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      About the Validation of Animal Models to Study the Pharmacodynamics of Generic Antimicrobials

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      Clinical Infectious Diseases

      Oxford University Press (OUP)

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          Most cited references 13

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          Generic vancomycin products fail in vivo despite being pharmaceutical equivalents of the innovator.

          Generic versions of intravenous antibiotics are not required to demonstrate therapeutic equivalence with the innovator because therapeutic equivalence is assumed from pharmaceutical equivalence. To test such assumptions, we studied three generic versions of vancomycin in simultaneous experiments with the innovator and determined the concentration and potency of the active pharmaceutical ingredient by microbiological assay, single-dose pharmacokinetics in infected mice, antibacterial effect by broth microdilution and time-kill curves (TKC), and pharmacodynamics against two wild-type strains of Staphylococcus aureus by using the neutropenic mouse thigh infection model. The main outcome measure was the comparison of magnitudes and patterns of in vivo efficacy between generic products and the innovator. Except for one product exhibiting slightly greater concentration, vancomycin generics were undistinguishable from the innovator based on concentration and potency, protein binding, in vitro antibacterial effect determined by minimal inhibitory or bactericidal concentrations and TKC, and serum pharmacokinetics. Despite such similarities, all generic products failed in vivo to kill S. aureus, while the innovator displayed the expected bactericidal efficacy: maximum antibacterial effect (Emax) (95% confidence interval [CI]) was 2.04 (1.89 to 2.19), 2.59 (2.21 to 2.98), and 3.48 (2.92 to 4.04) versus 5.65 (5.52 to 5.78) log10 CFU/g for three generics and the innovator product, respectively (P<0.0001, any comparison). Nonlinear regression analysis suggests that generic versions of vancomycin contain inhibitory and stimulatory principles within their formulations that cause agonistic-antagonistic actions responsible for in vivo failure. In conclusion, pharmaceutical equivalence does not imply therapeutic equivalence for vancomycin.
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            The FDA animal efficacy rule and biodefense.

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              Efficacy and quality of antibacterial generic products approved for human use: a systematic review.

              Concerns have recently emerged about the efficacy and the quality of antibacterial generic products approved for use in humans. We searched Medline and Embase for original research articles on antibacterial generic products published in English or French before July 2013. We selected 37 original research articles: 15 on β-lactams, 10 on glycopeptides, and 12 on other antibacterial agents. The majority of articles (73.0%) were published during 2008-2012. Study designs included analytical chemistry (n = 9), in vitro susceptibility studies (n = 14), animal experiments (n = 6, including 5 using the neutropenic mouse thigh infection model), and clinical studies in humans (n = 15). Of the 37 studies, 14 (37.8%) suggested that some generic products may be inferior to the innovator in terms of purity (n = 2), in vitro activity (n = 3), in vivo efficacy in experimental models (n = 4), clinical efficacy (n = 2), taste (n = 2), or compliance and acceptability in children (n = 1). The majority of in vitro studies (78.6%) found no significant difference between generic products and the innovator. Most (5/6) in vivo studies suggesting a difference between generic products and the innovator were performed in an animal model that is not validated for the evaluation of the efficacy of antibacterial agents. The level of evidence was constantly low in clinical studies. Published data on antibacterial generic products are limited and heterogeneous, thus precluding any attempt to generalize the study results. This systematic review suggests that additional evidence would be needed before considering a revision of the marketing authorization process for antibacterial generic products.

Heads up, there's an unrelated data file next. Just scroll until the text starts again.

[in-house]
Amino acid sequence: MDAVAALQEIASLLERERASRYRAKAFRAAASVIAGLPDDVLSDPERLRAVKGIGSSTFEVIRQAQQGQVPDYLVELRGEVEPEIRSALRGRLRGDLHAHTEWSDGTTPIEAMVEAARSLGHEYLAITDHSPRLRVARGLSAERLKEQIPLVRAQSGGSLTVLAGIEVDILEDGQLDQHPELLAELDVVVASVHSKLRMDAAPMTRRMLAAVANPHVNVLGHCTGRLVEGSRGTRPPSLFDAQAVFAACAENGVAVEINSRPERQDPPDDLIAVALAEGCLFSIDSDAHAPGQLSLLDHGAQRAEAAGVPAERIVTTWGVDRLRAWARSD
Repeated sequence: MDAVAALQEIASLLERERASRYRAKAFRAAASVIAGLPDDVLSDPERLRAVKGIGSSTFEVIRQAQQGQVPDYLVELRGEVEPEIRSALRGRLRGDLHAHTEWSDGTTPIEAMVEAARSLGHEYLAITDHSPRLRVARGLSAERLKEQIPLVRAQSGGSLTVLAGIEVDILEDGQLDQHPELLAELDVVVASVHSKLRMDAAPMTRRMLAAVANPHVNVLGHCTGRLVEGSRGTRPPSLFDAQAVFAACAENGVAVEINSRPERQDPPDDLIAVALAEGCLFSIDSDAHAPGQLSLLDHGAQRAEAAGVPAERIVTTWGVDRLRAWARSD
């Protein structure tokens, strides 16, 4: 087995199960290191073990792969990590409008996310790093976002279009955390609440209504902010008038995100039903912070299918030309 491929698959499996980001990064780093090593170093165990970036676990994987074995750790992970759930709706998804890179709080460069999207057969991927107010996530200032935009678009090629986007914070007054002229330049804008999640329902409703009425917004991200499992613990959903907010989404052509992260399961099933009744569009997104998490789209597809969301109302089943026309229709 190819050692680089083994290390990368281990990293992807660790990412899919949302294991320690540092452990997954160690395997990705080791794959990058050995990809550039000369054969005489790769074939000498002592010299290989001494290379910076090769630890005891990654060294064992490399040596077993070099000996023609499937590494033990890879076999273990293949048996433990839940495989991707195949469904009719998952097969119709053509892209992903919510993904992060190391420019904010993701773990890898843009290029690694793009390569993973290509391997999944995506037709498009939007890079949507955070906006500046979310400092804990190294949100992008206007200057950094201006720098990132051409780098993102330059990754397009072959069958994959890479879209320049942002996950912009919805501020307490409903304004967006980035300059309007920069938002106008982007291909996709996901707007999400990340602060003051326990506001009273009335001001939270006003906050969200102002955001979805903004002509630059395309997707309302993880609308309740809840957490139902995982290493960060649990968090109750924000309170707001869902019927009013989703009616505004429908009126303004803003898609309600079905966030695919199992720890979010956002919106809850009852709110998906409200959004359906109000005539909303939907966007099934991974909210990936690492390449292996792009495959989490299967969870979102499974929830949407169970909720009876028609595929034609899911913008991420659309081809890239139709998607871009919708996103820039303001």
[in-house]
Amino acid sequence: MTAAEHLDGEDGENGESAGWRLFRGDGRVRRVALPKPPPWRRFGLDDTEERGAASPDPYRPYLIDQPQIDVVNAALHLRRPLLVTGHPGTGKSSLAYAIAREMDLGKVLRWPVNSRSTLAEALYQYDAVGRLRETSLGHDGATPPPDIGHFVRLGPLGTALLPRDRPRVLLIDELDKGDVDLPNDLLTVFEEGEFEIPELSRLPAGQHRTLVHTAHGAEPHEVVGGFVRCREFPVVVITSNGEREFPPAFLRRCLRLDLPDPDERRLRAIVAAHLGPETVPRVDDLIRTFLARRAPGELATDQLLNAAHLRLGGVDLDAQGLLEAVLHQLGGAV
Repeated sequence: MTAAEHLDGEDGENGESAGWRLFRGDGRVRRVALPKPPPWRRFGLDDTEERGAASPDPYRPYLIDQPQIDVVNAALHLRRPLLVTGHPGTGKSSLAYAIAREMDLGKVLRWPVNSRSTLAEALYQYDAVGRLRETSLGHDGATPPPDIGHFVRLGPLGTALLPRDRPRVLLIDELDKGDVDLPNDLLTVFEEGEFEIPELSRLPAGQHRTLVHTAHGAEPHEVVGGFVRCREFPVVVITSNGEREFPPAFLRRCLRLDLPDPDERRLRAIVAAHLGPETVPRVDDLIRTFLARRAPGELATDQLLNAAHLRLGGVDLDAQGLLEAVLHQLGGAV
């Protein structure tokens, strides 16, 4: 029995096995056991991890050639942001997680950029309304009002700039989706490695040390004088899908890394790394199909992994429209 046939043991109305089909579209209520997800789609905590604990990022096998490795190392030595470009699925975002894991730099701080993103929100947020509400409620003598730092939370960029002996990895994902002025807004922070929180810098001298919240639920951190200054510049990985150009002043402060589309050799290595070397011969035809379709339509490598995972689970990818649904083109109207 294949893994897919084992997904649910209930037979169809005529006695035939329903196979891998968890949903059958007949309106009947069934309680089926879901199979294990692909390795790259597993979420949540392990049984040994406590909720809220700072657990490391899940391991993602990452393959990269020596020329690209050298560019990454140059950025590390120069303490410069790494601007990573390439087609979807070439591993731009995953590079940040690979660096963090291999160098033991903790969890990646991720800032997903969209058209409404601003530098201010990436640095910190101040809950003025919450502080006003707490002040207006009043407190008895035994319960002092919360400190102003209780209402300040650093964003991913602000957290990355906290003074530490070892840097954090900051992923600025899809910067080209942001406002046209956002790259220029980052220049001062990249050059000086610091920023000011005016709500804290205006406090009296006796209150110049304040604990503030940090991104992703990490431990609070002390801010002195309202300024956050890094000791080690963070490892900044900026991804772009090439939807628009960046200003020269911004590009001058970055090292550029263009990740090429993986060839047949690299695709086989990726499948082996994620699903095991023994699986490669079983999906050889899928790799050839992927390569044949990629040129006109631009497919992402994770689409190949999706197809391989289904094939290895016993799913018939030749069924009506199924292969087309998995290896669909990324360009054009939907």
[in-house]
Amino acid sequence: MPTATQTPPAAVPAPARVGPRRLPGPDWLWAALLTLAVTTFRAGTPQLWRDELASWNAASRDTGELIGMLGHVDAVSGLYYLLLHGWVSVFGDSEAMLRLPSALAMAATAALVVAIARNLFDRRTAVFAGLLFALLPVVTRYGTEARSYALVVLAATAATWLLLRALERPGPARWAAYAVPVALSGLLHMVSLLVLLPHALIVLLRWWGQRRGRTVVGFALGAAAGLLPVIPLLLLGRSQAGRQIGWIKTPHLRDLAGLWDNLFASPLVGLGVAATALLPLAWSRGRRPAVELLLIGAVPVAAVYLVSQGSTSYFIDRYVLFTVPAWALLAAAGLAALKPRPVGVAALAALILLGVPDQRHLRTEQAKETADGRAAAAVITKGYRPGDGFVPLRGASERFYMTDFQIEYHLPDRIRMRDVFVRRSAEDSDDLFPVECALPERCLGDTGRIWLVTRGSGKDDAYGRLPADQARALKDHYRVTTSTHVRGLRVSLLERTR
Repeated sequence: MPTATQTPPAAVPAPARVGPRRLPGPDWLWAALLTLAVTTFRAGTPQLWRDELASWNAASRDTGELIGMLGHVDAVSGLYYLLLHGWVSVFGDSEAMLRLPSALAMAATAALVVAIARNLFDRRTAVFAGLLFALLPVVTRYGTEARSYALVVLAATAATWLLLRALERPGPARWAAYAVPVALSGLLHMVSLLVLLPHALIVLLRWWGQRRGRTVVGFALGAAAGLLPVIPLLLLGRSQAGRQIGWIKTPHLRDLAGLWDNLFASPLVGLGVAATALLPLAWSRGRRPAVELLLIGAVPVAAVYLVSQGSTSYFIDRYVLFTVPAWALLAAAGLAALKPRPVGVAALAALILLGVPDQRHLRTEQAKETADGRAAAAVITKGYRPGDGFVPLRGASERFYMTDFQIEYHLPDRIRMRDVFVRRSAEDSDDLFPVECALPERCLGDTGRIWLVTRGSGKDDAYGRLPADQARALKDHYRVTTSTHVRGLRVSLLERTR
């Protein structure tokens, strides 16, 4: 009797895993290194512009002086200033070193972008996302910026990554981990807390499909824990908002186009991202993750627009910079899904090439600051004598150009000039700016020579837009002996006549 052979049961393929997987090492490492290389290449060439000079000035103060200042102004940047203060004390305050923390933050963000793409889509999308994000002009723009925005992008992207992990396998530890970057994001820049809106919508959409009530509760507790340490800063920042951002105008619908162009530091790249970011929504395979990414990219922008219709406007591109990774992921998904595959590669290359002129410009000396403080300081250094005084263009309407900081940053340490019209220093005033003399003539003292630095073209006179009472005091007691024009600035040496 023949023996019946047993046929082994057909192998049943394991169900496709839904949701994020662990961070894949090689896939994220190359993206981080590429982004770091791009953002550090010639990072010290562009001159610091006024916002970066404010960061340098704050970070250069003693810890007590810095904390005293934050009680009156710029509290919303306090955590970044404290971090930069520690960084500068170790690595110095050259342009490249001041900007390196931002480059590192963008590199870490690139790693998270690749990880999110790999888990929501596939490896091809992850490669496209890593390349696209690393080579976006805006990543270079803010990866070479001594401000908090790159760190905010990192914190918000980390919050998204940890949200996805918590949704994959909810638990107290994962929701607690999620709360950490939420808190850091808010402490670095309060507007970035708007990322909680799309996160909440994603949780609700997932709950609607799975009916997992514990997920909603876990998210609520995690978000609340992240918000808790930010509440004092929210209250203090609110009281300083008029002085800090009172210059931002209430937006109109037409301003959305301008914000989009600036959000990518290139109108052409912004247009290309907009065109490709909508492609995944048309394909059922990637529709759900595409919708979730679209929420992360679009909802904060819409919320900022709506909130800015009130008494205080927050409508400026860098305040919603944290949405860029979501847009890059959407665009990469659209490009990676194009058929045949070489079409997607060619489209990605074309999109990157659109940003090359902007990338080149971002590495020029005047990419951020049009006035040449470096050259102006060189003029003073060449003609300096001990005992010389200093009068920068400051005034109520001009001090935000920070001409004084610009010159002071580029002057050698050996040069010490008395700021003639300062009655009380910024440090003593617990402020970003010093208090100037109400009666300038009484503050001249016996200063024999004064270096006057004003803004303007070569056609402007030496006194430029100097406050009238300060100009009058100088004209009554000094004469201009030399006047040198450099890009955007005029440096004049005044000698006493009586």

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                Author and article information

                Journal
                Clinical Infectious Diseases
                Clinical Infectious Diseases
                Oxford University Press (OUP)
                1058-4838
                1537-6591
                July 14 2014
                April 29 2014
                : 59
                : 3
                : 459-461
                Article
                10.1093/cid/ciu306
                24785234
                © 2014

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